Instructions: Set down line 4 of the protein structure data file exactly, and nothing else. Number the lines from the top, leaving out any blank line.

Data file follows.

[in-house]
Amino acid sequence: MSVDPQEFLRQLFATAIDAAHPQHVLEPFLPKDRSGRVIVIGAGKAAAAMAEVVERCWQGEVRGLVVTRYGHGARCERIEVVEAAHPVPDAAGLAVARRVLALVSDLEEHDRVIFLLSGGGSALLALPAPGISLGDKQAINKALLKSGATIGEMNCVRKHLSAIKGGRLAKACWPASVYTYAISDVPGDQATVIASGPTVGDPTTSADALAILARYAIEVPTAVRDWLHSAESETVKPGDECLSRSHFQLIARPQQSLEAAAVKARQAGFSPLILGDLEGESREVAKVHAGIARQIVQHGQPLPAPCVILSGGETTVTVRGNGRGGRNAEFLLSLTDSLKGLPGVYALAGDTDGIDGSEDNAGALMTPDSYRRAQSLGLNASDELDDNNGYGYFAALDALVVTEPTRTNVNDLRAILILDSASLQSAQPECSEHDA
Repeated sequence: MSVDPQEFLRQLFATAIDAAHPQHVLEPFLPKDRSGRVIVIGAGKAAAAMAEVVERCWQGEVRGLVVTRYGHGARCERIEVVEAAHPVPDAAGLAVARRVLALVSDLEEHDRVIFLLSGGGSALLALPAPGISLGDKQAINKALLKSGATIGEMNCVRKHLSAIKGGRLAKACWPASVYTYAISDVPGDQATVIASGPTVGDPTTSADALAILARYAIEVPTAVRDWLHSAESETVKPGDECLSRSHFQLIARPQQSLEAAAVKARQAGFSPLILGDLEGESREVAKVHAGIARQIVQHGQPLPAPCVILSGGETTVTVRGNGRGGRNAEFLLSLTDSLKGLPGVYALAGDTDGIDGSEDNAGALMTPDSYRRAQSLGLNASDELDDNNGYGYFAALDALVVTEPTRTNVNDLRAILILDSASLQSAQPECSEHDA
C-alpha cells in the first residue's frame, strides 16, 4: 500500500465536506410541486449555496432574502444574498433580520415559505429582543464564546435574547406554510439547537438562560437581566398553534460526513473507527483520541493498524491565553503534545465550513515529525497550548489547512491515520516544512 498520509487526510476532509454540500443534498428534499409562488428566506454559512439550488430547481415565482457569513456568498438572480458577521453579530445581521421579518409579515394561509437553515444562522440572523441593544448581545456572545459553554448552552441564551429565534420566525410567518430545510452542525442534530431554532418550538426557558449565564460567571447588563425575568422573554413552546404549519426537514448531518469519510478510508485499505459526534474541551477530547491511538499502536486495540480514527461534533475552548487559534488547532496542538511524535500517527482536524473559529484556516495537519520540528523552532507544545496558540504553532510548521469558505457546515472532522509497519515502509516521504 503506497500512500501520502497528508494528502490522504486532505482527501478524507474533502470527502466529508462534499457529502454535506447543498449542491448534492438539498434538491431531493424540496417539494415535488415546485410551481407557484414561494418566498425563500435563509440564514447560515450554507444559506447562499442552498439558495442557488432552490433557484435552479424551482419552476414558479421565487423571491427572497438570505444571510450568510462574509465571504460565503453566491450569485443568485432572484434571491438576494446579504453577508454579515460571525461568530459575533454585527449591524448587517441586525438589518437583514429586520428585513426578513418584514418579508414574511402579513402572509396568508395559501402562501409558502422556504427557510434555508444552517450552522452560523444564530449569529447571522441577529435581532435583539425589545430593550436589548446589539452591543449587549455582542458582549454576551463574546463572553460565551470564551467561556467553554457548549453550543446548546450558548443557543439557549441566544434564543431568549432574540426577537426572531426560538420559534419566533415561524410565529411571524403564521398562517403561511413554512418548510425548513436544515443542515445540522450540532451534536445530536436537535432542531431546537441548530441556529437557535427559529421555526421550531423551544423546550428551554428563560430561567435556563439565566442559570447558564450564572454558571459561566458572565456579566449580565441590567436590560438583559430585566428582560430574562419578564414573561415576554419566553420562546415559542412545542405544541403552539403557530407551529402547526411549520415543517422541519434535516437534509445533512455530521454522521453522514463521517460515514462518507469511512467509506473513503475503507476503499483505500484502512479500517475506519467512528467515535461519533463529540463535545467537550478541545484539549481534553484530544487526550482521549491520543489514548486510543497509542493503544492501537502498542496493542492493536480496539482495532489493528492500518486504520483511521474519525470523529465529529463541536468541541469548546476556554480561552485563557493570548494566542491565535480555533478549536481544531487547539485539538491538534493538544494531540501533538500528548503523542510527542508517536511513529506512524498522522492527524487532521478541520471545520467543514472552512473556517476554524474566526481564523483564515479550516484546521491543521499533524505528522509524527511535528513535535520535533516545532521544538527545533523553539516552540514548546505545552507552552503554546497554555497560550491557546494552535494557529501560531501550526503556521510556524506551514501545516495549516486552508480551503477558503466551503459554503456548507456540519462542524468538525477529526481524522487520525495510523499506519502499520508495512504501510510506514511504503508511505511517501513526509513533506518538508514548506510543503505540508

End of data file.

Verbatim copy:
C-alpha cells in the first residue's frame, strides 16, 4: 500500500465536506410541486449555496432574502444574498433580520415559505429582543464564546435574547406554510439547537438562560437581566398553534460526513473507527483520541493498524491565553503534545465550513515529525497550548489547512491515520516544512 498520509487526510476532509454540500443534498428534499409562488428566506454559512439550488430547481415565482457569513456568498438572480458577521453579530445581521421579518409579515394561509437553515444562522440572523441593544448581545456572545459553554448552552441564551429565534420566525410567518430545510452542525442534530431554532418550538426557558449565564460567571447588563425575568422573554413552546404549519426537514448531518469519510478510508485499505459526534474541551477530547491511538499502536486495540480514527461534533475552548487559534488547532496542538511524535500517527482536524473559529484556516495537519520540528523552532507544545496558540504553532510548521469558505457546515472532522509497519515502509516521504 503506497500512500501520502497528508494528502490522504486532505482527501478524507474533502470527502466529508462534499457529502454535506447543498449542491448534492438539498434538491431531493424540496417539494415535488415546485410551481407557484414561494418566498425563500435563509440564514447560515450554507444559506447562499442552498439558495442557488432552490433557484435552479424551482419552476414558479421565487423571491427572497438570505444571510450568510462574509465571504460565503453566491450569485443568485432572484434571491438576494446579504453577508454579515460571525461568530459575533454585527449591524448587517441586525438589518437583514429586520428585513426578513418584514418579508414574511402579513402572509396568508395559501402562501409558502422556504427557510434555508444552517450552522452560523444564530449569529447571522441577529435581532435583539425589545430593550436589548446589539452591543449587549455582542458582549454576551463574546463572553460565551470564551467561556467553554457548549453550543446548546450558548443557543439557549441566544434564543431568549432574540426577537426572531426560538420559534419566533415561524410565529411571524403564521398562517403561511413554512418548510425548513436544515443542515445540522450540532451534536445530536436537535432542531431546537441548530441556529437557535427559529421555526421550531423551544423546550428551554428563560430561567435556563439565566442559570447558564450564572454558571459561566458572565456579566449580565441590567436590560438583559430585566428582560430574562419578564414573561415576554419566553420562546415559542412545542405544541403552539403557530407551529402547526411549520415543517422541519434535516437534509445533512455530521454522521453522514463521517460515514462518507469511512467509506473513503475503507476503499483505500484502512479500517475506519467512528467515535461519533463529540463535545467537550478541545484539549481534553484530544487526550482521549491520543489514548486510543497509542493503544492501537502498542496493542492493536480496539482495532489493528492500518486504520483511521474519525470523529465529529463541536468541541469548546476556554480561552485563557493570548494566542491565535480555533478549536481544531487547539485539538491538534493538544494531540501533538500528548503523542510527542508517536511513529506512524498522522492527524487532521478541520471545520467543514472552512473556517476554524474566526481564523483564515479550516484546521491543521499533524505528522509524527511535528513535535520535533516545532521544538527545533523553539516552540514548546505545552507552552503554546497554555497560550491557546494552535494557529501560531501550526503556521510556524506551514501545516495549516486552508480551503477558503466551503459554503456548507456540519462542524468538525477529526481524522487520525495510523499506519502499520508495512504501510510506514511504503508511505511517501513526509513533506518538508514548506510543503505540508